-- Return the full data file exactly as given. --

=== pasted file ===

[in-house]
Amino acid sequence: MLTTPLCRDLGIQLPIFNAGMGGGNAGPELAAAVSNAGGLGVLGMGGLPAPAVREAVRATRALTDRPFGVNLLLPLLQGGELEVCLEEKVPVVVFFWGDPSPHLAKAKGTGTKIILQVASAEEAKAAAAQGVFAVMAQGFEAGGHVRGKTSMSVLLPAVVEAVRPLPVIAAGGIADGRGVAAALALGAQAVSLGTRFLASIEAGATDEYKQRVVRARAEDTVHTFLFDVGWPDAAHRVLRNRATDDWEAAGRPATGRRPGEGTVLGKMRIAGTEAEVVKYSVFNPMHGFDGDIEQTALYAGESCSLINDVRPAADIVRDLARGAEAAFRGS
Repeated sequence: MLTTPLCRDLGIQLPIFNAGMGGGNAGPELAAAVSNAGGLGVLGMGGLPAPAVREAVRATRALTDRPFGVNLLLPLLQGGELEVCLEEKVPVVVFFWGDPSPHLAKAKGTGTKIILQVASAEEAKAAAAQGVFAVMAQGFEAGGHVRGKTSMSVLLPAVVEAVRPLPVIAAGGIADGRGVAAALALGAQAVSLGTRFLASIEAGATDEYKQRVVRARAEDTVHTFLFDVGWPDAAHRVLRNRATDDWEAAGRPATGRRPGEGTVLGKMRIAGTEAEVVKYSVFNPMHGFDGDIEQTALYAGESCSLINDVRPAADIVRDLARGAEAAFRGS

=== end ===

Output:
[in-house]
Amino acid sequence: MLTTPLCRDLGIQLPIFNAGMGGGNAGPELAAAVSNAGGLGVLGMGGLPAPAVREAVRATRALTDRPFGVNLLLPLLQGGELEVCLEEKVPVVVFFWGDPSPHLAKAKGTGTKIILQVASAEEAKAAAAQGVFAVMAQGFEAGGHVRGKTSMSVLLPAVVEAVRPLPVIAAGGIADGRGVAAALALGAQAVSLGTRFLASIEAGATDEYKQRVVRARAEDTVHTFLFDVGWPDAAHRVLRNRATDDWEAAGRPATGRRPGEGTVLGKMRIAGTEAEVVKYSVFNPMHGFDGDIEQTALYAGESCSLINDVRPAADIVRDLARGAEAAFRGS
Repeated sequence: MLTTPLCRDLGIQLPIFNAGMGGGNAGPELAAAVSNAGGLGVLGMGGLPAPAVREAVRATRALTDRPFGVNLLLPLLQGGELEVCLEEKVPVVVFFWGDPSPHLAKAKGTGTKIILQVASAEEAKAAAAQGVFAVMAQGFEAGGHVRGKTSMSVLLPAVVEAVRPLPVIAAGGIADGRGVAAALALGAQAVSLGTRFLASIEAGATDEYKQRVVRARAEDTVHTFLFDVGWPDAAHRVLRNRATDDWEAAGRPATGRRPGEGTVLGKMRIAGTEAEVVKYSVFNPMHGFDGDIEQTALYAGESCSLINDVRPAADIVRDLARGAEAAFRGS